T takes squinting and guesswork to make out the
details of postage-stamp-size snapshots displayed on cellphones and
digital cameras. But researchers are working on pocket-size
projectors so that one day people will be able to see a
high-resolution slide show right out of a camera, a cellphone or an
In the future, the miniprojectors may also be attached to DVD
players, so people can watch a movie with a TV-quality picture on a
Most standard digital projectors are bulky. Even the trimmest
video projectors used for office presentations have the dimensions
and the weight of a telephone book. But prototypes of a new
generation of miniprojectors, including ones only slightly thicker
than a credit card, have been developed, some based on
light-emitting diodes, others on lasers.
"There will probably be two or three different technologies for
miniprojectors that will coexist," said V. Michael Bove Jr., who has
developed a prototype. Dr. Bove is director of the consumer
electronics research project at the Media Lab at M.I.T.
"The important point is that whatever the technology, there are
going to be significant differences from present office video
projectors and projector TV's," he said.
For example, future miniprojectors designed to be embedded in
other devices may be used to cast images like control panels or maps
onto a car dashboard.
"They are going to radically alter the way we work with
projectors when you can download a map onto a phone and point the
projector at a surface to get a higher-resolution image," Dr. Bove
There are still problems to solve before inexpensive
miniprojectors the size of sugar cubes roll off the assembly line.
"It's going to take a while to make the projector design efficient,"
he said. Power consumption is an important issue since in many cases
the projector would draw power from the cellphone or whatever device
it is coupled to.
At present, Dr. Bove said, projection TV's and video projectors
can use hundreds of watts of electricity, but only a couple of watts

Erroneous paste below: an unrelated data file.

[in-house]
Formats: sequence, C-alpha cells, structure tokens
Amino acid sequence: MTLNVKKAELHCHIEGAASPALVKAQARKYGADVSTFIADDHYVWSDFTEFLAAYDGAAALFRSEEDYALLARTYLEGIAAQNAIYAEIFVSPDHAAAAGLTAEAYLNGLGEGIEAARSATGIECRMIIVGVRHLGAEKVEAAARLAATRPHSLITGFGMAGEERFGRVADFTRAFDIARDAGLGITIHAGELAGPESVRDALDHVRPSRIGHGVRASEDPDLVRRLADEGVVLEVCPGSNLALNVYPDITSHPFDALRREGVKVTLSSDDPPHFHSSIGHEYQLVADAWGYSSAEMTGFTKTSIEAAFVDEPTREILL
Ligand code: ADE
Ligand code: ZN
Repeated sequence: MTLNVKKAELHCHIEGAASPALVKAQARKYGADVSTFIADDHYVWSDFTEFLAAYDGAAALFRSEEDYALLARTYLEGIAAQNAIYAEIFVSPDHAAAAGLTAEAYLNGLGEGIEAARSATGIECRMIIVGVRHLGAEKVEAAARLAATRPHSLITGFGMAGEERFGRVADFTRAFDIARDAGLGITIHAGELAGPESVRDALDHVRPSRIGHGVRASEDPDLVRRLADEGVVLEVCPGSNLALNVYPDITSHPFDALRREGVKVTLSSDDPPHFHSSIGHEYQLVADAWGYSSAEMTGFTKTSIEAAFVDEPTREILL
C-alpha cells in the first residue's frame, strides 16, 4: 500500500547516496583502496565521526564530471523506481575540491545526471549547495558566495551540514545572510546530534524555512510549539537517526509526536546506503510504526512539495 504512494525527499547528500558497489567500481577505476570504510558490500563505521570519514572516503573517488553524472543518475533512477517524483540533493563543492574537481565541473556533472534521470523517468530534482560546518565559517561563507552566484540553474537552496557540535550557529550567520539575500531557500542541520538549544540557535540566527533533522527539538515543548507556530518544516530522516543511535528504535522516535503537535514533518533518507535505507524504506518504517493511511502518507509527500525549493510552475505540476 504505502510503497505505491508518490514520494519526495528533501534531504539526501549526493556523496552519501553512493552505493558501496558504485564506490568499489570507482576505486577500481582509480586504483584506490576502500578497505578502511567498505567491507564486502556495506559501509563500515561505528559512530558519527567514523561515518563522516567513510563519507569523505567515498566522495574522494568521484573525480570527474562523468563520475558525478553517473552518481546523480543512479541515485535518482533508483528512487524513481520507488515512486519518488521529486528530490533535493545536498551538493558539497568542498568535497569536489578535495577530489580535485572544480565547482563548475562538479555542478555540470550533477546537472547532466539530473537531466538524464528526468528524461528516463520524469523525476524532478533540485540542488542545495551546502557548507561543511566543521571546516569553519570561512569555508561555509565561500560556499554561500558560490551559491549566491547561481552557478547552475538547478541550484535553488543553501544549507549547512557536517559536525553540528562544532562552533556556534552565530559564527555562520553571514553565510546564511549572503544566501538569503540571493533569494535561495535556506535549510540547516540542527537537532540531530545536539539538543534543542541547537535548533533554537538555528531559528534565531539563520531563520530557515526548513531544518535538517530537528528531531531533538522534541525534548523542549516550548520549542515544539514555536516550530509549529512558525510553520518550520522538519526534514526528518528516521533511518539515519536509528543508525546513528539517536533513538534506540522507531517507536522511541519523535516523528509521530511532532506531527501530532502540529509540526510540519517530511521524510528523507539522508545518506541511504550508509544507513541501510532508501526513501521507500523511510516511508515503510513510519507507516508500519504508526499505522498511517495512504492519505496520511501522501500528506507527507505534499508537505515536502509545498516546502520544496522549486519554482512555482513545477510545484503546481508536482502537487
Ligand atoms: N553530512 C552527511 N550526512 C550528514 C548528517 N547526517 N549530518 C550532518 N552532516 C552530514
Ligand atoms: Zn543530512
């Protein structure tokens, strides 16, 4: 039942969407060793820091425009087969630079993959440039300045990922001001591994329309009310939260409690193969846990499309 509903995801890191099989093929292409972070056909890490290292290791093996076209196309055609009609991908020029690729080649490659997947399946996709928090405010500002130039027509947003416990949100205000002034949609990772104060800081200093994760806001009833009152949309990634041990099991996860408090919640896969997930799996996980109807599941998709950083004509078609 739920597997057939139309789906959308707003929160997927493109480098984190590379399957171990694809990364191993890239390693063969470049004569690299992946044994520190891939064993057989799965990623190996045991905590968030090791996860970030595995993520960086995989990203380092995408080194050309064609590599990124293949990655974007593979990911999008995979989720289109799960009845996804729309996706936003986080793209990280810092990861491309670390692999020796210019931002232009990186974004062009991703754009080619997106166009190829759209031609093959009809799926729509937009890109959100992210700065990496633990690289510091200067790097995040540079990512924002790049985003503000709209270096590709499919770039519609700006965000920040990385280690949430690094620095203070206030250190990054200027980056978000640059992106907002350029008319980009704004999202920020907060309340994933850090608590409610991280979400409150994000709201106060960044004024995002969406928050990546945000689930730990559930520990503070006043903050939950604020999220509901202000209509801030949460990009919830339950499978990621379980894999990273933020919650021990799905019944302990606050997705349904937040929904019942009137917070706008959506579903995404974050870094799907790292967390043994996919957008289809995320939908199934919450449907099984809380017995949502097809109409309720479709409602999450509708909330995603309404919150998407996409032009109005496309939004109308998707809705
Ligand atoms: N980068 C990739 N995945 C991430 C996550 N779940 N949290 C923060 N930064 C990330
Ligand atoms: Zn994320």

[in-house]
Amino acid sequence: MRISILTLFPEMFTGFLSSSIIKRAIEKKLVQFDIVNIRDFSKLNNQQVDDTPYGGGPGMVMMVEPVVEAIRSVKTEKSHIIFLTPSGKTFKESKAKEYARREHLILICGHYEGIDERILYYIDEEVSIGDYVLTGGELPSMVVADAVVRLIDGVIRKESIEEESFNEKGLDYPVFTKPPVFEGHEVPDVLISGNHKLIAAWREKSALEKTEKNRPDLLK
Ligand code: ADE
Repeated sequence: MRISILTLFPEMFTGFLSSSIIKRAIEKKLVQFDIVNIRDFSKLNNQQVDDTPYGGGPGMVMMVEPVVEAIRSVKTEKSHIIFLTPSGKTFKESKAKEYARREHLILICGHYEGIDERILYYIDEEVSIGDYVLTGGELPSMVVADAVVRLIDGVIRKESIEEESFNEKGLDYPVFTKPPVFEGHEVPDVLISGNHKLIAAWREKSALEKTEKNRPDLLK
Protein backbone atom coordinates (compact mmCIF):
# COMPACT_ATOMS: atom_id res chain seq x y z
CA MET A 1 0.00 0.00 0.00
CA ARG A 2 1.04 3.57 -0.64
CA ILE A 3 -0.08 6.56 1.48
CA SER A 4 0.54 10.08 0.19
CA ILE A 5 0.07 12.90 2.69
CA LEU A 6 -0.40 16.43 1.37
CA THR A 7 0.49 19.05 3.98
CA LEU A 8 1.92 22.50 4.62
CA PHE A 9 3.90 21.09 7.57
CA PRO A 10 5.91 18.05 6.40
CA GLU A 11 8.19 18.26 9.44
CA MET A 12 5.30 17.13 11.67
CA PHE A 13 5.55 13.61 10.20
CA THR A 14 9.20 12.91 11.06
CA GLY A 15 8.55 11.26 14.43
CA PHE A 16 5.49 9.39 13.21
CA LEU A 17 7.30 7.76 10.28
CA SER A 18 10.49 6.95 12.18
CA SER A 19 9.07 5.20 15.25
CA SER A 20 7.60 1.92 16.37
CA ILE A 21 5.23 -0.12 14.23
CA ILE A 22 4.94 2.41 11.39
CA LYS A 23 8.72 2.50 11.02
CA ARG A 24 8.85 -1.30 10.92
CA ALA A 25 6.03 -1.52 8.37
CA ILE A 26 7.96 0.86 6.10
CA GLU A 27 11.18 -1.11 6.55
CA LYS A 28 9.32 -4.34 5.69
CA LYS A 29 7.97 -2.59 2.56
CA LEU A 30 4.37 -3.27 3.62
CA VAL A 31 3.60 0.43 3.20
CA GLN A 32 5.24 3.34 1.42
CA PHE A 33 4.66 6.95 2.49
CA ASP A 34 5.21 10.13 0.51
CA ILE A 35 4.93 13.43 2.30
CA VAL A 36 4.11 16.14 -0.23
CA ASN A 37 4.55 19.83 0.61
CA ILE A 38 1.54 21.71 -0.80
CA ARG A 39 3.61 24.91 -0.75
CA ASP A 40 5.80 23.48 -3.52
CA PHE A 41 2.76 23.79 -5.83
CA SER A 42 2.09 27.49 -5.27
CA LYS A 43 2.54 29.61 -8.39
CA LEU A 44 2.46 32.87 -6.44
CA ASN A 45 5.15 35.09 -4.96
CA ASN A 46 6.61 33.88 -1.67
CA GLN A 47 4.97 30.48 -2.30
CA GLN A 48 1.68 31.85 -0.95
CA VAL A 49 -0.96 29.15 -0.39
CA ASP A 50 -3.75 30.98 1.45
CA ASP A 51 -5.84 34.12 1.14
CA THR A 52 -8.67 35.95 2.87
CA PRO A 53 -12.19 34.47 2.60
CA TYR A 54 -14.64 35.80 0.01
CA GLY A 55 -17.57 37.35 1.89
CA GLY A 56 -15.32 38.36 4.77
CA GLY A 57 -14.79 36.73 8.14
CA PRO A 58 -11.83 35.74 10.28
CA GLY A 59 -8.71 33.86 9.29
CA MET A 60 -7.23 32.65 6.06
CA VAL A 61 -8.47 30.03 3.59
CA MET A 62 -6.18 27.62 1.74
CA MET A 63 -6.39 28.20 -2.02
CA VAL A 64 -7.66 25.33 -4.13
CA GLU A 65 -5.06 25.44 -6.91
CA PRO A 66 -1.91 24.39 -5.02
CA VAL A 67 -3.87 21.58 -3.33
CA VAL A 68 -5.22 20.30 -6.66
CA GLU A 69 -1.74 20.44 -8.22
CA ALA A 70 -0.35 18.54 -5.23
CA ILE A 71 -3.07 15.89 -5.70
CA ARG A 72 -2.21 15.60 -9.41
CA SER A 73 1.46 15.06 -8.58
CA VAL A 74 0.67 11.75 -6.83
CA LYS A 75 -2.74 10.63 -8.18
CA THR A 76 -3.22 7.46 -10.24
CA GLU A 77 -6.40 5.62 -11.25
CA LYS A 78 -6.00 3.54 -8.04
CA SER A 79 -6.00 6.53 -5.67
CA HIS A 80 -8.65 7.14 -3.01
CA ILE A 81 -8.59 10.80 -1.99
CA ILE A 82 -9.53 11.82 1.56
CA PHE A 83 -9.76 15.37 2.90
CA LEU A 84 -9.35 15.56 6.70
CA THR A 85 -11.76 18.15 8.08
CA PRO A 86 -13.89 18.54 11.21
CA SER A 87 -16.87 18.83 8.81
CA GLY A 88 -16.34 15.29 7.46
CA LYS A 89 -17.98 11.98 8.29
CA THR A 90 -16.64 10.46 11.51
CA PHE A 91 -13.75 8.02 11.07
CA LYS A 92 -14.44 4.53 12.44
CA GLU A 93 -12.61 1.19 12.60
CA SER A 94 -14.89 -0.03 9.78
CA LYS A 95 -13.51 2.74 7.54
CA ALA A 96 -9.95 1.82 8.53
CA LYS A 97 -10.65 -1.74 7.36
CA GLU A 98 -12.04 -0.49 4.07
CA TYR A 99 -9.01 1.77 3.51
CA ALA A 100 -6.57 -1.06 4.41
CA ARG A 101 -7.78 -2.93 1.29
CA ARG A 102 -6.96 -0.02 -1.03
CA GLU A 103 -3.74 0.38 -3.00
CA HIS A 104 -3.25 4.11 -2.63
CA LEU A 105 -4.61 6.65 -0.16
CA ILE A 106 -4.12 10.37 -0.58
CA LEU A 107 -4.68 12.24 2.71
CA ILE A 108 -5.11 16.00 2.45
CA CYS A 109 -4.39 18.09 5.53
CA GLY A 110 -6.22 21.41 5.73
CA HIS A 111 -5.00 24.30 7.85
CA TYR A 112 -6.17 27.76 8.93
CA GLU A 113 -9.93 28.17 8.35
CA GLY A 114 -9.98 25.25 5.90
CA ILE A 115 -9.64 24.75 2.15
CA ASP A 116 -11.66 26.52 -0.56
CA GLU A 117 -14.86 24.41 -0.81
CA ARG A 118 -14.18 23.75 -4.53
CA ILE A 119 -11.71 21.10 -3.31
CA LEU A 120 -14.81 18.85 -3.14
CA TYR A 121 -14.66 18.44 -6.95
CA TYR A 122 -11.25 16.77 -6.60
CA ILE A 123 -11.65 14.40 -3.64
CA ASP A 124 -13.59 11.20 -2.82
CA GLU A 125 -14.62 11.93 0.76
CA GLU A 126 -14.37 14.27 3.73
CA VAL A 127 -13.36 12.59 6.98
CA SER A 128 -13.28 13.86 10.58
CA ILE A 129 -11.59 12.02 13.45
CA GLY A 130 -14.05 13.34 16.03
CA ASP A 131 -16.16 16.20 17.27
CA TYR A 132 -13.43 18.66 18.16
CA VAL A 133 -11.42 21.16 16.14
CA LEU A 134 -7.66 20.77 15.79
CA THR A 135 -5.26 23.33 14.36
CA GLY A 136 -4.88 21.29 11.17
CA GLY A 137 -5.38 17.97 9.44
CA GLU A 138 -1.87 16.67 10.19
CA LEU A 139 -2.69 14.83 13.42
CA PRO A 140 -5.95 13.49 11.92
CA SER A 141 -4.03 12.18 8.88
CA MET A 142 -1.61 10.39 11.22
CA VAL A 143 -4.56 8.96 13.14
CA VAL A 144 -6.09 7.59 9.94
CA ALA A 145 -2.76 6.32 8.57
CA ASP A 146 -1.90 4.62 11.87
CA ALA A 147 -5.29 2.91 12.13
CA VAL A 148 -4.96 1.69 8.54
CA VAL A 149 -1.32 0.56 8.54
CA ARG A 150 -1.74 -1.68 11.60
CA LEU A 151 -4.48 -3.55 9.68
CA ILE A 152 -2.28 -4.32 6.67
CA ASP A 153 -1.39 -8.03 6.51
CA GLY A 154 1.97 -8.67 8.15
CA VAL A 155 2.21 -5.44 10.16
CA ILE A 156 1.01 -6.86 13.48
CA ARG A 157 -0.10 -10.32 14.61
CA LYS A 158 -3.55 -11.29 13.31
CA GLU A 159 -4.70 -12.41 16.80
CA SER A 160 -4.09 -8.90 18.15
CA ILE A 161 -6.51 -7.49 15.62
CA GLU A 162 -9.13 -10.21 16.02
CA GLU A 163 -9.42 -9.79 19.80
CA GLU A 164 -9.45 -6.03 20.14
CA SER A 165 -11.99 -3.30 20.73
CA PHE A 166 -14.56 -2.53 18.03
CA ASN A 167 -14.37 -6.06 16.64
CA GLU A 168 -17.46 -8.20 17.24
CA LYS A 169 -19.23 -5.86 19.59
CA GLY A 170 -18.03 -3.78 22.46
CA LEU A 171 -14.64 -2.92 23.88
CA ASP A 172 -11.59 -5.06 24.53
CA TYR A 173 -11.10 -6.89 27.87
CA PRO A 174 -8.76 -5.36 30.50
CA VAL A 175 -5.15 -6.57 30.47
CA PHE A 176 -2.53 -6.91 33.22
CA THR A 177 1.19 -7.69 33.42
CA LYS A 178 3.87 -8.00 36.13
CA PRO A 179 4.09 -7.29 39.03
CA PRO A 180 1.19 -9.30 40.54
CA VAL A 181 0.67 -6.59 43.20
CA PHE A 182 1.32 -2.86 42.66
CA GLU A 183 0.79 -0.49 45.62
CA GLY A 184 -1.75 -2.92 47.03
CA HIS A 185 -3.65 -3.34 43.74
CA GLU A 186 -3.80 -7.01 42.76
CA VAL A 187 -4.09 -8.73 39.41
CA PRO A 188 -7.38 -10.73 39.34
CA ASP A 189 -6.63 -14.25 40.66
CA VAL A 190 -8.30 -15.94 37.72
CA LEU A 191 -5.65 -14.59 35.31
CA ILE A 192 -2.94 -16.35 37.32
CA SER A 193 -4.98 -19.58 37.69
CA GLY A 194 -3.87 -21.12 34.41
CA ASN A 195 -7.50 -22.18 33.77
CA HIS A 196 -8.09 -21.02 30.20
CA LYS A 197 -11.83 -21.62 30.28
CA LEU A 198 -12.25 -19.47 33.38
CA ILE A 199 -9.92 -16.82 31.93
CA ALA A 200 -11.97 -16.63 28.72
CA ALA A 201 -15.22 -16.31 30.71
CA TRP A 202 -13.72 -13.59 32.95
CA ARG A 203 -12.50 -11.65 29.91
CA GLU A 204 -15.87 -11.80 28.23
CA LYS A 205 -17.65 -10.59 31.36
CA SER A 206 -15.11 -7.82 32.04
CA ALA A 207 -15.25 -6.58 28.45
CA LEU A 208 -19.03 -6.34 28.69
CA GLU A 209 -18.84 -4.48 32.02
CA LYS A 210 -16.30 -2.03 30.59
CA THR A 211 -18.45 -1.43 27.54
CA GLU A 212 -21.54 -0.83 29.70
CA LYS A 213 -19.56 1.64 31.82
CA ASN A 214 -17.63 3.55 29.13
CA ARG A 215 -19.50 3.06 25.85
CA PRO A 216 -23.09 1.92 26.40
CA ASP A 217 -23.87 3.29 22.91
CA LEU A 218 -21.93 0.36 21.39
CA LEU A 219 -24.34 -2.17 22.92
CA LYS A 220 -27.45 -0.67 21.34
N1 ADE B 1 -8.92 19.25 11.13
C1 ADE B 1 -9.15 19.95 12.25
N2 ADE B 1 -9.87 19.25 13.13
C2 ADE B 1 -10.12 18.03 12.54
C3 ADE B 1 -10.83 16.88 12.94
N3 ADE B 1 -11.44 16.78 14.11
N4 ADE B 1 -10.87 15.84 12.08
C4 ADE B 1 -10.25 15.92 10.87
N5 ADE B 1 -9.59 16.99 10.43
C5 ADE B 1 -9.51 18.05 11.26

at most will be available when they are powered by batteries in
Because of the challenges, Dr. Bove predicted that before the
projectors are fully miniaturized, the earliest versions would
appear as attachments to laptops. "There's more room and power on a
laptop," he said. "Eventually, though, they will find their way into
Electric Research Laboratories in Cambridge, Mass., Ramesh
Raskar leads a group that has demonstrated a pocket-size projector
meant one day to attach to cellphones, digital cameras or
Lumileds Lighting, a company based in San Jose, Calif., that
makes extremely bright light-emitting diodes, has also developed a
prototype for a compact projector. Steve Paolini, director of
business development, said it was meant not for big-screen displays
in meeting rooms, but for personal uses. "Our initial goal was a
screen the size of a piece of paper," he said, "with the size and
brightness of a laptop screen."
The Lumileds projector is not for sale; it was built, Mr. Paolini
said, to demonstrate the power of light-emitting diodes. "But
there's no technical reason why pocket projectors can't be built
now," he said. "It's a market issue."
Lasers rather than L.E.D.'s are the basis for a hand-held
projector in development at Light Blue Optics, a company in
Cambridge, England. "We want a device that you can download films
to, press a button and see a huge screen projection," said Adrian
Cable, director of the company.
The large projections are produced holographically. "These are
not the three-dimensional holographic projections of Princess Leia
in 'Star Wars,' " Dr. Cable said, but instead two-dimensional ones
produced by an optical process different from standard projection.
Dr. Cable, who has a doctorate in holographic optics from
Cambridge, said the basics of projecting video holographically have
been known for 20 years. In it, light is forced to propagate not in
straight lines but through small gaps that force it to diffract.
Precise control of this diffraction can produce holographic
"Historically, images projected holographically have tended to be
grainy and poor in quality," Dr. Cable said. And even when the
images were acceptable, the computational problems involved in
calculating the holograms were time-consuming. "It used to take 20
minutes to calculate the hologram for one video frame," he said.
But the Cambridge group's work has resulted in improvements in
image quality and processing speed, he said. "It's much simpler to
form an image holographically," he said. "You need smaller and fewer
lenses, leading to a smaller projector."
At Mitsubishi Electric, Dr. Raskar and his group have developed
several methods to demonstrate how people will interact with
projector images in the future. For example, they have developed a
method to stabilize the projected image so that once it is fixed on
a wall it will not move with subsequent hand movement. Then they
developed a way to click and drag items within the projected image
from one place to another, using a game of tick-tack-toe projected
on a wall as an example.
"Now you can actually interact with the projected contents," he
said. "You point where the piece is, and then drag it to where you
want it to go."
Mr. Paolini of Lumileds also thinks that game playing is in the
miniprojectors' future. When he took one of the prototypes home, he
said, his son started playing with it on his bed, aiming it at the
"Think of it," Mr. Paolini said. "You can play games on the